Rise of right-wing apps worsens midstream misinformation

The new apps and sites present a new information landscape for voters as November’s midterm elections approach and Democrats seek to defend their narrow majorities in Congress. After being regularly bombarded with discredited allegations of fraudulent and destroyed ballots, malfunctioning voting machines and other unproven conspiracy theories, nearly 80% of Republicans continue to believe that President Joe Biden is not did not win legitimately in 2020.

The situation is about to get worse as new apps promising to be anti-Big Tech, anti-censorship and pro-free speech appeal to the “diehards”, said Angelo Carusone, president of Media Matters, a non-profit group that monitors conservative media.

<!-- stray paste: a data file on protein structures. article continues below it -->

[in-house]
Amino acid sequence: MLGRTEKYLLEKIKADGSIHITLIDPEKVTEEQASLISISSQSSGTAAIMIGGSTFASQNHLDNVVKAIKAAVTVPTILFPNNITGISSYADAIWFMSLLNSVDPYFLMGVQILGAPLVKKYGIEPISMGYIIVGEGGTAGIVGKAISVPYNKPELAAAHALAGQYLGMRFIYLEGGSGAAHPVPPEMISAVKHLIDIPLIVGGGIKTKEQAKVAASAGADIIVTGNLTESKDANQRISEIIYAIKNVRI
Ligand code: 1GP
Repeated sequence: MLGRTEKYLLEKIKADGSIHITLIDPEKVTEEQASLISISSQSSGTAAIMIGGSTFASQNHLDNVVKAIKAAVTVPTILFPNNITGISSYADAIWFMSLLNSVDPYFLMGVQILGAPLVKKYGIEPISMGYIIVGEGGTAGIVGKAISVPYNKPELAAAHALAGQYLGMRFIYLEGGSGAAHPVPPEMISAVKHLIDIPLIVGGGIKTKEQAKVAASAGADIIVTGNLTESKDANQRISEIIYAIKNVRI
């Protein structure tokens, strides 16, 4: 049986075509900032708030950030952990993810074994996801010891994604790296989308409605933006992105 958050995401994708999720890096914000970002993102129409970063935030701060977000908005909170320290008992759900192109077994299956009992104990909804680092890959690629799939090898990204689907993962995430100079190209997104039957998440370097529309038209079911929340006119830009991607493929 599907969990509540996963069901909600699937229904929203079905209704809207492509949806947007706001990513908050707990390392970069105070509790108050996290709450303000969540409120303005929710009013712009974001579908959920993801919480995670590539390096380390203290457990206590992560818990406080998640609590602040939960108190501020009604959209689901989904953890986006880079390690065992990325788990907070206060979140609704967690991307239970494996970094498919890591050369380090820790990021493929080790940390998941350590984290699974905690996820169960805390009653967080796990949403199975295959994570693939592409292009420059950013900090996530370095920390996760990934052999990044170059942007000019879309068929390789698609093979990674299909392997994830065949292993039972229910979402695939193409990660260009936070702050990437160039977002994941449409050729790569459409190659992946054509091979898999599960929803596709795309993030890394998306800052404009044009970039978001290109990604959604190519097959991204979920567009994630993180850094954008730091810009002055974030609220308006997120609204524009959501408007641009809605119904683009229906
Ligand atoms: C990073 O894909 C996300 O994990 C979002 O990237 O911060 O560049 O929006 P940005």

By promising unfettered platform users to say and promote whatever they want, these right-wing apps and sites will likely become places to start, nurture and promote misinformation about the midterm elections that could even lead to violence, Carusone said.

“And so what’s unique about this cycle is that you now have places that are ready to not only act as petri dishes for misinformation, but also have the distribution capacity to prime the pump a bit. to start some of these smears” it could move on to mainstream media, Carusone said.

The mechanism by which social media posts and comments generate information and vice versa is already well established, said Emily Dreyfuss, senior editor of the Technology and Social Change Project at Harvard University’s Shorenstein Center.

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